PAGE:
Foreign credentials recognized in a Conservative Canada.

CIC News
Published: January 1, 2006

Monday January 23, 2006 - The votes are in and Canadians have chosen a new Prime-Minister in Stephen Harper, and a new direction for Canada.

The Conservative Party of Canada picked up more than 36% of the popular vote and has won a plurality of seats in parliament, establishing it as Canada’s first Conservative government in over twelve years.

"Tonight friends, our great country has voted for change […] and have asked our party to take the lead in delivering that change," proclaimed Prime-Minister-designate Stephen Harper after winning his incumbency.

Under the new Government, Citizenship and Immigration will undergo various changes to its policies and procedures. Although the Tories have not directly committed to any fundamental amendments to the Federal Immigration and Refugee Act introduced in 2002, they have outlined key areas of improvement.

Harper’s Conservatives recognize that an effectively managed immigration industry is based, in part, on establishing a clear federal support system for newly-landed Canadians. Moreover, the conservative government has outlined the need for more emphasis put on foreign credentials recognition.

“Too often, new Canadians find that their credentials are not recognized in Canada,” explained Mr. Harper. “One of the toughest challenges […] is finding a job appropriate to one’s education, skills and training.”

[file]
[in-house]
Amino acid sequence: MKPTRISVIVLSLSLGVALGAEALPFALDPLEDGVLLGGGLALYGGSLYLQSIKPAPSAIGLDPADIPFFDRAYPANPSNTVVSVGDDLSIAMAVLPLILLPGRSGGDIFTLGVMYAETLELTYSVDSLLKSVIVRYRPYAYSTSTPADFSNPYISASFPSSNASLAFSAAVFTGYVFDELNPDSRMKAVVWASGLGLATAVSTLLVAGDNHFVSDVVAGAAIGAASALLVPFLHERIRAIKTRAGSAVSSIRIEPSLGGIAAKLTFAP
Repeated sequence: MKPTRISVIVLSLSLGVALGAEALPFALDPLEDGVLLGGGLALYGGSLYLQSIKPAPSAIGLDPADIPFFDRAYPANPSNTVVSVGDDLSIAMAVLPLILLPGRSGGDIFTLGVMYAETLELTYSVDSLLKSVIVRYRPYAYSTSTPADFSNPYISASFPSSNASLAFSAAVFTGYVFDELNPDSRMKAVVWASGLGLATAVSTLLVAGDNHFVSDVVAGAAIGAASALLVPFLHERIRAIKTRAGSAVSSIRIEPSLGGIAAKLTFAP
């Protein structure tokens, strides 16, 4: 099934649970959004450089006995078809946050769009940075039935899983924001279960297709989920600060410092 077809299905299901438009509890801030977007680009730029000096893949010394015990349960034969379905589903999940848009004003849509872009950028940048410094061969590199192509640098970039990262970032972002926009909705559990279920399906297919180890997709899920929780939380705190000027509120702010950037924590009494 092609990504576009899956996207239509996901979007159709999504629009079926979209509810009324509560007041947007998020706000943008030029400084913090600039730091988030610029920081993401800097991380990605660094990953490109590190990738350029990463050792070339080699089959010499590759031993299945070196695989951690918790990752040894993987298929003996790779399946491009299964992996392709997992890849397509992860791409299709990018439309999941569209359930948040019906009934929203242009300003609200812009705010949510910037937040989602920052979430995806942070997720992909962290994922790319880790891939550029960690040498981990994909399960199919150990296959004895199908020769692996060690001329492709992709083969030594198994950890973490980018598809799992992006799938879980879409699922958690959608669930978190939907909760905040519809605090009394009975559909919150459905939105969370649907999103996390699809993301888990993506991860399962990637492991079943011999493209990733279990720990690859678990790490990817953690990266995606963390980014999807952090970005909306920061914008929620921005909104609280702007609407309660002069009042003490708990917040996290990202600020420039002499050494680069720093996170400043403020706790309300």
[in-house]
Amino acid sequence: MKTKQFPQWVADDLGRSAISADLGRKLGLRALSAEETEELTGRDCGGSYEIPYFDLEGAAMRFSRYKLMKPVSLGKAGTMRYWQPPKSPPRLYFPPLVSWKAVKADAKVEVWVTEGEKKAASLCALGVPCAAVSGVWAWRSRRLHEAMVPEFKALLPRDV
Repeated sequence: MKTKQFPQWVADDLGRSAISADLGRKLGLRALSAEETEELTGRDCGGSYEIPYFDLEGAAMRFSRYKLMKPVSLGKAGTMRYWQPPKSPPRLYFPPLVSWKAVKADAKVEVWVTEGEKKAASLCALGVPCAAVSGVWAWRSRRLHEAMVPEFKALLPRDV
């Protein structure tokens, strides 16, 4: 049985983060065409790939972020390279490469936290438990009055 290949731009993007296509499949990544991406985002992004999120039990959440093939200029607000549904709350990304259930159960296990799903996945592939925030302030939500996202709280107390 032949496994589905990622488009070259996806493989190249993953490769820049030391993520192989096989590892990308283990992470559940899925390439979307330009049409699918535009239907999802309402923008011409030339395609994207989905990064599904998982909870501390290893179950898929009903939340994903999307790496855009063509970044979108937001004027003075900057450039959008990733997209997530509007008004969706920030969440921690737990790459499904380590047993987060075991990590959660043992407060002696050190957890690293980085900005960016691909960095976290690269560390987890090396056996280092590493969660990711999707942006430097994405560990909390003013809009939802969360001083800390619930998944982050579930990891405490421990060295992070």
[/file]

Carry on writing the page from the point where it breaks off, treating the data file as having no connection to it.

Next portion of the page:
Prime-Minister-Designate, Stephen Harper

Harper has specifically promised to help Canadian Newcomers establish their professional and work credentials before landing in Canada. The Conservative plan involves creating a federal agency that will oversee assessment and recognition of foreign credentials.

“We will work with the provinces and professional associations to ensure foreign-trained professionals meet Canadian standards” reads the official Conservative Party position. The incumbent Conservative leader has also announced that his government will immediately and significantly reduce the current $975 Right of Landing fee.


The newly-elected Harper government has focused on five key national issues that will bring its conservative agenda to the fore.


• A “federal Accountability Act” to clean up government.

• A Reduction to the GST, lowering taxes, and subsidizing Canada’ agricultural industry.

• Strengthening national security and toughening criminal justice.

• New child care incentives, reducing medical waiting lists, and protecting seniors’ hard-won gains.

• Investing in national infrastructure, and strengthening the Federal immigration system.

If the Conservatives wish to effectively lead Canada it will have to find the middle-ground upon which to govern. The socially conservative Tories will need to prove that their party can appeal to Canada’s liberal sensibilities, cross the federal divide, and get the job done without majority support in the House of Commons.

Moreover, Canadian voters, although expressing their desire for change in electing Harper's Conservatives, have not given the Conservatives a clear mandate. By electing Canada’s second consecutive minority regime, Canadians in a sense are saying, “Hey, we think it’s time for change, but we’re watching you. We want to see how you do.”

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